Wednesday, October 17, 2007

Great Answers to Interviewer Questions

by Hannah

I've been ruminating, not unlike a cow. I read a great interview with Robert B. Parker in the Sunday magazine, and three points he made keep returning to me, all on topics that have come up within these posts as well as within the Writers Group on the side. I thought I'd share to see how you feel about them. If nothing else, he offers great examples of how to answer interviewer questions when doing the promotional dance.

First, asked whether he ever gets bored with his character, Spenser (remember Robert Urich as Spenser for Hire twenty years ago?), Parker says yes and no. He says he doesn't get bored with Spenser, but with writing five days a week, 50 weeks a year. (Only two weeks' vacation?) My favorite part: "Writers love distraction. All that crap about going off into the woods and writing all day? I don't buy it. I can't wait for the mailman to come. Your phone call has made my morning." That he feels that way makes me smile; at the same time, his answer highlights how success does come when you push beyond that awful urge to be distracted, day in and day out, year after year.

His second interesting point was his answer to a question on the art of writing suspense. "The art of writing a mystery is just the art of writing fiction... you create interesting characters and put them into interesting circumstances and figure out how to get them out of them. No one is usually surprised at the outcome of my books." Interesting characters, interesting situations, get them out. Bingo. And to look at Parker's last point from the opposite angle, what does it mean to be totally surprised at the end of a book? Do we really want the end to be a surprise, or do we want to be pleasantly surprised at how we got to the end?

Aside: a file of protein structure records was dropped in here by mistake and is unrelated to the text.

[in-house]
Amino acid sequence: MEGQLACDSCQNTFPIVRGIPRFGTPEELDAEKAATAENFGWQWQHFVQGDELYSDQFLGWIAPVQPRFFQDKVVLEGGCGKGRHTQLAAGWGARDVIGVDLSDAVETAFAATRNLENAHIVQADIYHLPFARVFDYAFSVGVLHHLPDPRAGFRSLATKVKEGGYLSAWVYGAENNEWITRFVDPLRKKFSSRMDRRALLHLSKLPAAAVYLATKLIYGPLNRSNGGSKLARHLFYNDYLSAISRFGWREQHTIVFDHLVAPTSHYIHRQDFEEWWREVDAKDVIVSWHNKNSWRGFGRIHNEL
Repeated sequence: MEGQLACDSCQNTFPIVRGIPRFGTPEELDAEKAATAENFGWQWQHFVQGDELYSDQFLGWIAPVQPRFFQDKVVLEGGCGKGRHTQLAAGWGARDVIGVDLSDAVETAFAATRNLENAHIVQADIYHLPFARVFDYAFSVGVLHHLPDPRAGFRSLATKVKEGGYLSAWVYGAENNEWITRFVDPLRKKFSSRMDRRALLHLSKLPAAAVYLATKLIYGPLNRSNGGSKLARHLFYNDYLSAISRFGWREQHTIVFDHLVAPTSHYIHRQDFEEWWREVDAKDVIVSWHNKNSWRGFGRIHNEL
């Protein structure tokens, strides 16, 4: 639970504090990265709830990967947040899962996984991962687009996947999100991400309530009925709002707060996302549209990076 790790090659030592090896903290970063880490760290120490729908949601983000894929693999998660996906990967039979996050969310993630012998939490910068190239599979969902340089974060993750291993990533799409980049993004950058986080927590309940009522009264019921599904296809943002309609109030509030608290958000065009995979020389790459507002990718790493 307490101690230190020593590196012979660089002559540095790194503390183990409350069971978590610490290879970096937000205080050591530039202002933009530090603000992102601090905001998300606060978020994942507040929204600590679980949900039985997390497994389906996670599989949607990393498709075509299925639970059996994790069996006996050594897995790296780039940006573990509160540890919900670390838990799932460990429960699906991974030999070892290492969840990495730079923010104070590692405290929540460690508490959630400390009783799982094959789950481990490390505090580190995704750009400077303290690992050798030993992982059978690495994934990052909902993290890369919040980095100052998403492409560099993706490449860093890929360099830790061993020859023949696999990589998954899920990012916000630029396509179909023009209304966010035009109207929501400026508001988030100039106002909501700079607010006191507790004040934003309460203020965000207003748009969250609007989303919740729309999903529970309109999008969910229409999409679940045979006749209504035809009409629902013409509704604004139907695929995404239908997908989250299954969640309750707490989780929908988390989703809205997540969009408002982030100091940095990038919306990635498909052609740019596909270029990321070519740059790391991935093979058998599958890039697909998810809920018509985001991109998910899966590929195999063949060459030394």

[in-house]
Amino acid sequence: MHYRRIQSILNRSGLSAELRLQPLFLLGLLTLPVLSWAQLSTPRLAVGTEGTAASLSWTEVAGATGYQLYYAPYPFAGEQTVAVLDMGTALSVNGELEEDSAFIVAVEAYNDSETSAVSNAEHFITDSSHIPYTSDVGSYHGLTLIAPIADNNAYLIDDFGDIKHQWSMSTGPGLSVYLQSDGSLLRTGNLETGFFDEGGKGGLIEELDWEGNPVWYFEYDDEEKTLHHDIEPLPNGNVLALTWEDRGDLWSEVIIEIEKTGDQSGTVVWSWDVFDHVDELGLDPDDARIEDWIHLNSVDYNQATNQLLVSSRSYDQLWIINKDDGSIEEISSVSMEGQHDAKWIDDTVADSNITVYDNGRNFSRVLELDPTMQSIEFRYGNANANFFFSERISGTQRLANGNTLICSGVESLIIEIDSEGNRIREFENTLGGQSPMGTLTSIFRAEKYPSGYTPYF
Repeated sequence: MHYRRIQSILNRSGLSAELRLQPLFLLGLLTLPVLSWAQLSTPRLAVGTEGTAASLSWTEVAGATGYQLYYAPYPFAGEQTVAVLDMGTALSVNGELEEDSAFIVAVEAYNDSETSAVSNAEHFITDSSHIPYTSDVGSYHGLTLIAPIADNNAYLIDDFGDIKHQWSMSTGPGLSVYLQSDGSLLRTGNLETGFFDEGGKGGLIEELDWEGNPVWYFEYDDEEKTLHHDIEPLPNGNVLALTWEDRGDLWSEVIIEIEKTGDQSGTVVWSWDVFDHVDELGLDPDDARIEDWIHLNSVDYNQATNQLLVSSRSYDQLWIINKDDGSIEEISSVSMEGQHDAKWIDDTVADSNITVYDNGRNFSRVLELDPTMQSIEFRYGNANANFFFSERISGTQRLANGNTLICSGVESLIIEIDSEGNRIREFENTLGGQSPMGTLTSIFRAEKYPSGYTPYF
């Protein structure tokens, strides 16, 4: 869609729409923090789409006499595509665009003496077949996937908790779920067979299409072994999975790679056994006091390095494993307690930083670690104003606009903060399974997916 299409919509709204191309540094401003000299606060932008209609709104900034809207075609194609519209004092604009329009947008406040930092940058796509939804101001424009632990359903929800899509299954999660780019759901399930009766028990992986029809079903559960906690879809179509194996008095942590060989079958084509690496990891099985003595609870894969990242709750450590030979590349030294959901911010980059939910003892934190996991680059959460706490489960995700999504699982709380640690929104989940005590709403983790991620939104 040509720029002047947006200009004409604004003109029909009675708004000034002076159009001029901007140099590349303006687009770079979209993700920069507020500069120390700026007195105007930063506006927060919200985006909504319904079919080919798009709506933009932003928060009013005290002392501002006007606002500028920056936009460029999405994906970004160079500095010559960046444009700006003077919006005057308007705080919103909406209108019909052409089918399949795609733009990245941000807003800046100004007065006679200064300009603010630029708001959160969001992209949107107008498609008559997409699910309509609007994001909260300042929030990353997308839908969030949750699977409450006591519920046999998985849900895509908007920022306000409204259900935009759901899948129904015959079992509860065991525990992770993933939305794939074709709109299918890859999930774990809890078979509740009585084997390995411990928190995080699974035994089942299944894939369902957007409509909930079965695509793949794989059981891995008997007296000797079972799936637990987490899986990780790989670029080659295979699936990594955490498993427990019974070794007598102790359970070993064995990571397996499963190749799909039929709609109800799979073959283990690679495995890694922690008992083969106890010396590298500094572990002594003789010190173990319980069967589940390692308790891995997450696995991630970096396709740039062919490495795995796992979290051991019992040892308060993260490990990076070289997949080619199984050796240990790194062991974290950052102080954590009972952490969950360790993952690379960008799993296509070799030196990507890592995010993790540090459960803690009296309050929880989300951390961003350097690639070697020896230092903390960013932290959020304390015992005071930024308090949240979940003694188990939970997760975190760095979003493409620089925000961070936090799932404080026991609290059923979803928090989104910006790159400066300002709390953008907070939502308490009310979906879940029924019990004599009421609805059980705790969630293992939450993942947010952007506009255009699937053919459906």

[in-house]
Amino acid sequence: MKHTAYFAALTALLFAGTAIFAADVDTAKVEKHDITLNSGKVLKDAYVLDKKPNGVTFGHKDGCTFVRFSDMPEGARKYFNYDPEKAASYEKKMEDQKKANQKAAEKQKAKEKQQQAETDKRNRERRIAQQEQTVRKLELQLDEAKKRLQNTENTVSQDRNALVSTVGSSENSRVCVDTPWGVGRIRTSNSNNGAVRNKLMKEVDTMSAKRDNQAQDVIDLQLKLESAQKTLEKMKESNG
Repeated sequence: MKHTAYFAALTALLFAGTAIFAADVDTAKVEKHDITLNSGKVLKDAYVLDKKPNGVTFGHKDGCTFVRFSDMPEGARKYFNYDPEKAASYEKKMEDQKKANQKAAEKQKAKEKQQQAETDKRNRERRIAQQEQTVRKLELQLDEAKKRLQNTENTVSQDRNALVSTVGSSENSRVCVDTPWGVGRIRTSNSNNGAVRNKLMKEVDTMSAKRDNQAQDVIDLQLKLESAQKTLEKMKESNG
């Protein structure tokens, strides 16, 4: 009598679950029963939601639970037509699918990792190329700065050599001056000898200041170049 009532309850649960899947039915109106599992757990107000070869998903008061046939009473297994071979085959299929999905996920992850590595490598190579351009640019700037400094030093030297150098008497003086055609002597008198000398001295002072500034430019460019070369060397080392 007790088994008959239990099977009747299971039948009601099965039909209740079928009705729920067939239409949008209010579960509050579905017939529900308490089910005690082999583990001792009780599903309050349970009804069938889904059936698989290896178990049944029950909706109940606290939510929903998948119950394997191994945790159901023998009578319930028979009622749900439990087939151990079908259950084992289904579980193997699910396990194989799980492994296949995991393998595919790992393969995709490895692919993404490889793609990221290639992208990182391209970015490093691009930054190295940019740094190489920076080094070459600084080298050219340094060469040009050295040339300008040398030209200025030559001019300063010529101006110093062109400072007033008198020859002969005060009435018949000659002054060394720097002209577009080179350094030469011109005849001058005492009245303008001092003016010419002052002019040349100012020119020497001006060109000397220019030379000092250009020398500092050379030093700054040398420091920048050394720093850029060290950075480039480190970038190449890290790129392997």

Finally, the interviewer asks Parker why he doesn't read anything written about him or his books. "I don't think it's good for me. I'm doing the best I can... The material that's written about me is useful for biographers, and reviews are useful for readers. They're not useful for me. I like the Hemingway line: If you believe the good stuff they write about you, you have to believe the bad. Also, the bad stuff hurts my feelings."

Words of wisdom. It is important to have readers you trust, and to trust the readers you choose, which are not necessarily the same things. Once it's out in the wide world, if you truly have done the best you can, all you can do is to continue to trust your readers. Then get back to that desk, push away those distractions, and write about interesting characters in interesting situations. So let's get writing!


Lisa said...

This is such great advice your point: "it's important to have readers you trust, and to trust the readers you choose, which are not necessarily the same things" is a good one. I've finally got one reader I trust completely and it's such a relief to know I can talk through problems about my work and she can do the same with me and I believe we trust and respect each other enough to do that.

It's not easy to get to this point and to find such a person or people, but it makes the journey much less lonely.

Lynne Griffin and Amy MacKinnon said...

Thanks for posting this, Hannah. I especially like #3 and intend to follow it. What a useful lesson.


Therese Fowler said...

Wise writers and good questions. :)

As to the reviews, "they" are too diffuse and unknown/unpredictable to credit most of the time. I'm with Parker. And Amy.

In prepping to do a how-to presentation for aspiring writers, I'm stressing the subjectivity of agents and editors--and should add reviewers as well.

Lynne Griffin and Amy MacKinnon said...

I prep people for corporate interviews, and only with reading this did I think about laying out questions an author might get so that it's possible to do advance thinking and sound wise, funny and to be useful to other writers, if at all possible!